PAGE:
Editorial: KAY HAGAN - Assertive and effective service to her constituents and state

Posted November 1, 2019 5:00 a.m. EDT

Friday, Nov. 1, 2019 -- Capitol Broadcasting Company's editorial cartoonist.

CBC Editorial: Friday, Nov. 1, 2019; Editorial #8479
The following is the opinion of Capitol Broadcasting Company.

Kay Hagan was not to be under-estimated.

For those who did – whether they were an incumbent Republican U.S. Senator who also served as presidential cabinet secretary or a Democratic state Senate opponent who dismissed her as “Republican-lite” – it was at their peril.

In the North Carolina Senate, where she served from 1999 through 2008, she was not the loudest or pushiest. But she was effective, rising to become one of the Senate’s chief budget writers.

In her 9-point 2008 U.S. Senate victory over Elizabeth Dole, Barack Obama rode HER “skirttails” to victory – she outpolled him by more than 106,000 votes.

Hagan, 66, died Monday. In her life, particularly her public life, she was what she most valued – assertive and effective in service to her constituents and the state.

She had a noteworthy political pedigree – her uncle Lawton Chiles was a U.S. senator and Florida governor. She had key ties to the state’s business establishment as a lawyer for one of the state’s foremost banks.

Flags at half staff on Capitol

While her time in the state legislature and then in the U.S. Senate( from 2009 through 2014) came amid greater partisan polarization, she was a true moderate both in her style; her approach to policy and legislation; and her voting record.

Hagan was able to maintain a rapport with Republican Richard Burr, the state’s other senator. Hagan attended Wake Forest University’s law school at the same time Burr was a Wake Forest undergraduate on the football team. Their work together, holding joint meetings and hearings, led to legislation that provided health care to thousands of people who were poisoned by toxic water at Camp Lejeune.

Her congressional victories weren’t always the stuff of headlines, but groundbreaking nonetheless. Early in her U.S. Senate term she broke the gender line for use of what was then the men-only senate swimming pool. She pressured Sen. Chuck Schumer, D-N.Y. who was the Rules Committee Chairman at the time, to open the pool to ALL senators.

When she lost reelection in 2014 to Republican Thom Tillis, there was no break in her high-energy style. She was a 2015 Institute of Politics Fellow at Harvard University where she examined the influence of money in politics. The 2014 North Carolina Senate race was, at the time, the most expensive Senate race in the nation – exceeding $100 million.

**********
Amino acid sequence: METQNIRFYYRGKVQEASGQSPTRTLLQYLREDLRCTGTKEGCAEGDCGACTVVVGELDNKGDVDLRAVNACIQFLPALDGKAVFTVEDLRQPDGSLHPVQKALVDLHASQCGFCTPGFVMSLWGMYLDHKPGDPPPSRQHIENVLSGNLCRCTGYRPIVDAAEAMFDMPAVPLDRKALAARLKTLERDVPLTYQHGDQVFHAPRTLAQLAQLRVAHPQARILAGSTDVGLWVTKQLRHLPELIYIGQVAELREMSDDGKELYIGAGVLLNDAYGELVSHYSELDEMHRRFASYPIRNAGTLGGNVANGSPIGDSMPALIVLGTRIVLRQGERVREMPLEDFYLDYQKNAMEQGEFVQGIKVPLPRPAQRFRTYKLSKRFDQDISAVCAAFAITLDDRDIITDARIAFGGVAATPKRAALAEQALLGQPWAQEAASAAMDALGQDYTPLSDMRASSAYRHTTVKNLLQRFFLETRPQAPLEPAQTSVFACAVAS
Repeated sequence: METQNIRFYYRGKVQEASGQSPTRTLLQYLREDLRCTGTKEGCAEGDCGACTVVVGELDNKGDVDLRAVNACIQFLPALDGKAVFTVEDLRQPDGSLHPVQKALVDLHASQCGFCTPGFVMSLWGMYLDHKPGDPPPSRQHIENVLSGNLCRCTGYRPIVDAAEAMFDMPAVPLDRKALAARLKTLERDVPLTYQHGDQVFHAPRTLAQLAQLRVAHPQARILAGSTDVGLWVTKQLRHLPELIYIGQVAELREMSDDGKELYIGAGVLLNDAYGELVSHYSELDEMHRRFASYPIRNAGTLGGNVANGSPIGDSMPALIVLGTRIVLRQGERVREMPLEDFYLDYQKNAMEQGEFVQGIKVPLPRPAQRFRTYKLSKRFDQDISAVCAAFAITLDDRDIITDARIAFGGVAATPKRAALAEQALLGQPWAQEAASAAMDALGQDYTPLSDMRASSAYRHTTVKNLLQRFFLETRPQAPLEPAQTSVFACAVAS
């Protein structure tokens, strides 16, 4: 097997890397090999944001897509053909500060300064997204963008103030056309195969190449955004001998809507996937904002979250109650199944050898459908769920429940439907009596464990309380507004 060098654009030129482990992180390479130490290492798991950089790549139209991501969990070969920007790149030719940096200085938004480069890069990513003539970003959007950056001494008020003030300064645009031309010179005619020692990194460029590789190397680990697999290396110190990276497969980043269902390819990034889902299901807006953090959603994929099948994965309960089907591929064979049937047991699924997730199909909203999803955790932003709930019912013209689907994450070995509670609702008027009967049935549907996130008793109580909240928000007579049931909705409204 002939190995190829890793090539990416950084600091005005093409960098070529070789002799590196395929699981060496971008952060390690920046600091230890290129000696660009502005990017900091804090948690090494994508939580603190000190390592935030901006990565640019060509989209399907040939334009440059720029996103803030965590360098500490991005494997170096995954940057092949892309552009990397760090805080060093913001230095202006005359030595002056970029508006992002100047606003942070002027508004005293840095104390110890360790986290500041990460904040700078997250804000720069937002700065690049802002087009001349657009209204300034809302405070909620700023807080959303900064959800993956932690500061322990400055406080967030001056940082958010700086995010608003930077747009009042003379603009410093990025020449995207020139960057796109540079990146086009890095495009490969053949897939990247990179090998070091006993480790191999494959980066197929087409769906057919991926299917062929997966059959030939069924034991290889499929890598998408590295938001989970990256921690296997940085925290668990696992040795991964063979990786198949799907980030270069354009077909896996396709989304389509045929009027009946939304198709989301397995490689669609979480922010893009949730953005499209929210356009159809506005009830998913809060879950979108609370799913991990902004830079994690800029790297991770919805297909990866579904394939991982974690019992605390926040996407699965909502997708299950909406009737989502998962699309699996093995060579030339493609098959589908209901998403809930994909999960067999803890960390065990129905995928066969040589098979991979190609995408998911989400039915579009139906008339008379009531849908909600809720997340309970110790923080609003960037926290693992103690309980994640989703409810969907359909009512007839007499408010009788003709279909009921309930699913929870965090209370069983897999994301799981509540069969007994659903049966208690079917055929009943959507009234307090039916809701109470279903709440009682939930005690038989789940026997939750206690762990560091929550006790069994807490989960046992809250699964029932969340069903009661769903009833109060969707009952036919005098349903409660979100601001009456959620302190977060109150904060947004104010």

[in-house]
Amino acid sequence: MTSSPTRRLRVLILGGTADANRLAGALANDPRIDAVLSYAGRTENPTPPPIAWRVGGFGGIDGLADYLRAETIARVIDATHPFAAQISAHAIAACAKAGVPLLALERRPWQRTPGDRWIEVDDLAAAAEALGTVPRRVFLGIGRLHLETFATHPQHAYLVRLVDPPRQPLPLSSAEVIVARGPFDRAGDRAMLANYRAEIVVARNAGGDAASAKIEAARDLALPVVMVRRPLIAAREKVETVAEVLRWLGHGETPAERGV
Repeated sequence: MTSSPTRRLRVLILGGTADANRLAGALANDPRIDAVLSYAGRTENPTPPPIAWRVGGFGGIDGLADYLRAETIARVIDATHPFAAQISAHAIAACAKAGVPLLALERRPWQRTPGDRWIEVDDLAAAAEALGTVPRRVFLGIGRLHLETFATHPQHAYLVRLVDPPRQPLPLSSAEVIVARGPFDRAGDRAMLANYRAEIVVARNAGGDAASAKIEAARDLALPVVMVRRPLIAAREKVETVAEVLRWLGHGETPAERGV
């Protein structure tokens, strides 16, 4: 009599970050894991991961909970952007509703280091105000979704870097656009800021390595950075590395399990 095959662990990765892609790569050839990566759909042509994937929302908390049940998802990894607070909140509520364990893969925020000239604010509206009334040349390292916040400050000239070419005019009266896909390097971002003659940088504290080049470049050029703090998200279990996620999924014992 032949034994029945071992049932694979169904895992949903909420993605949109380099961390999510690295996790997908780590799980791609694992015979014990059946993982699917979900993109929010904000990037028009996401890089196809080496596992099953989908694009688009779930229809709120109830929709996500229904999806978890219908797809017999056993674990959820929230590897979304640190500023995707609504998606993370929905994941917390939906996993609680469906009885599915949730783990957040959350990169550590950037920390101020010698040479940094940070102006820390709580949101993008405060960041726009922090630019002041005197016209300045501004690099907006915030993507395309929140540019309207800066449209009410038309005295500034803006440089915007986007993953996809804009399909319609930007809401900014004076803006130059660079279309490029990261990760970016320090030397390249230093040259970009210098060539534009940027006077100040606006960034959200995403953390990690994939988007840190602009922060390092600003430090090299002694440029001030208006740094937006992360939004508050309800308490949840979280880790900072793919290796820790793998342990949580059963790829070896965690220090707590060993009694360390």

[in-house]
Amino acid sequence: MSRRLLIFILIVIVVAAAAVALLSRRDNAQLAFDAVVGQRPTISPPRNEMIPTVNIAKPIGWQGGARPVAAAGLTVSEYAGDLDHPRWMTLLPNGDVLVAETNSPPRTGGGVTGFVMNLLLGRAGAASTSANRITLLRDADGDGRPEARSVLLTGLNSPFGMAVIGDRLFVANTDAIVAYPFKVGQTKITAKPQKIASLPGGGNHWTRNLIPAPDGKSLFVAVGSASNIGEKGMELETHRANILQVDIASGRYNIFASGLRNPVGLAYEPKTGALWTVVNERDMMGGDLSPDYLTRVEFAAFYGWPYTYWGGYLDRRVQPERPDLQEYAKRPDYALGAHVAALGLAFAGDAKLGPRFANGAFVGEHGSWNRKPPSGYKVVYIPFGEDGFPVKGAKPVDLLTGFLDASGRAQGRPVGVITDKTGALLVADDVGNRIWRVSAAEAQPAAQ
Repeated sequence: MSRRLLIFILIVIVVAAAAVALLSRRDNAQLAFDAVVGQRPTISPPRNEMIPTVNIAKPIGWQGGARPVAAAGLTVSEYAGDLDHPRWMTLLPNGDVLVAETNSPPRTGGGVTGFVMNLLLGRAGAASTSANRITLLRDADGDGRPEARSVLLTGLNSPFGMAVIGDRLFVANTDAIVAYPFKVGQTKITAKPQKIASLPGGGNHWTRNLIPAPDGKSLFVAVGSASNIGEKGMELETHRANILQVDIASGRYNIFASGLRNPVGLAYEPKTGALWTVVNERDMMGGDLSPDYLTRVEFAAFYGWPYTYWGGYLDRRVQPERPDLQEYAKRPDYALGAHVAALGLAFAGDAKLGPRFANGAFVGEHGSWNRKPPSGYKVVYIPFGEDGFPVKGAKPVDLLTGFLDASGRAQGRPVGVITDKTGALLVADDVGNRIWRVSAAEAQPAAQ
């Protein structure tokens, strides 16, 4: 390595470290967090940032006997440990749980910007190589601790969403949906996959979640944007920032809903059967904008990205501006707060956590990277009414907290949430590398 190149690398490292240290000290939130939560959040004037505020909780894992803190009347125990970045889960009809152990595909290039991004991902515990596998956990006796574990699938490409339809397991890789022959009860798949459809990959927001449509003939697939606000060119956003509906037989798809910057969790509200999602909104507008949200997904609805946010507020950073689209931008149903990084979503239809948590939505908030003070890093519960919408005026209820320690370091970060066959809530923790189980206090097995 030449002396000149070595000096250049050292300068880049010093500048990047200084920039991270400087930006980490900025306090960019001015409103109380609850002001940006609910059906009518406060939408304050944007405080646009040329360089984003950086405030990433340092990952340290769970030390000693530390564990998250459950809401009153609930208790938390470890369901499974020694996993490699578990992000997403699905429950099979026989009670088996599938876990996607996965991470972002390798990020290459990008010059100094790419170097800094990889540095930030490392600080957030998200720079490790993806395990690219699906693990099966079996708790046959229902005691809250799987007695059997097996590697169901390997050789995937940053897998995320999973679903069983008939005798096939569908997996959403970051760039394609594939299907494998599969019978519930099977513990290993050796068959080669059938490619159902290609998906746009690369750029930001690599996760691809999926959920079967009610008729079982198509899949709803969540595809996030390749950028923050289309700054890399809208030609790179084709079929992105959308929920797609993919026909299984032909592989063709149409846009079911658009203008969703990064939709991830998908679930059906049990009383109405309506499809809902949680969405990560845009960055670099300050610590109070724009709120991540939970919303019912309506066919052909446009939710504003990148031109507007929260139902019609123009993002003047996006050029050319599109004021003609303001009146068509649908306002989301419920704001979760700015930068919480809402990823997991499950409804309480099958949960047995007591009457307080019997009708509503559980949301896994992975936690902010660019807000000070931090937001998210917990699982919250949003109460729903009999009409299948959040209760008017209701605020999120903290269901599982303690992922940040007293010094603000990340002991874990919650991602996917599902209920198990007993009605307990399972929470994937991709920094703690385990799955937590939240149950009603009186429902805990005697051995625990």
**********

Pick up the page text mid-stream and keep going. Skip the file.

“I worry how we are going to get good people to run for office if you have to spend so much time raising money,” she said at the time. “In any competitive race you’re doing fundraisers at breakfast, at dinner, and it’s just so much time that should be spent on policy, on drafting legislation, on engaging with constituents back home.”

Her untimely death came nearly three years after an apparent tick bite during a Thanksgiving hike transmitted a form of encephalitis caused by the rare Powassan virus. While her public appearances were rare, on the day before her death she attended a political fund raising event for Democratic presidential candidate Joe Biden.

Former President Barack Obama offered a poignant remembrance of Hagan as a "terrific public servant." He said she was "eager to find common ground, willing to rise above the partisan fray, and always focused on making progress for the people she served. As President, I deeply appreciated her reasoned, pragmatic voice, whether we were working together to pass the Affordable Care Act, reform Wall Street, support working families, or just make Americans' lives a little better. Her record is one all public servants would do well to follow, and her perspective is one we'll sorely miss."

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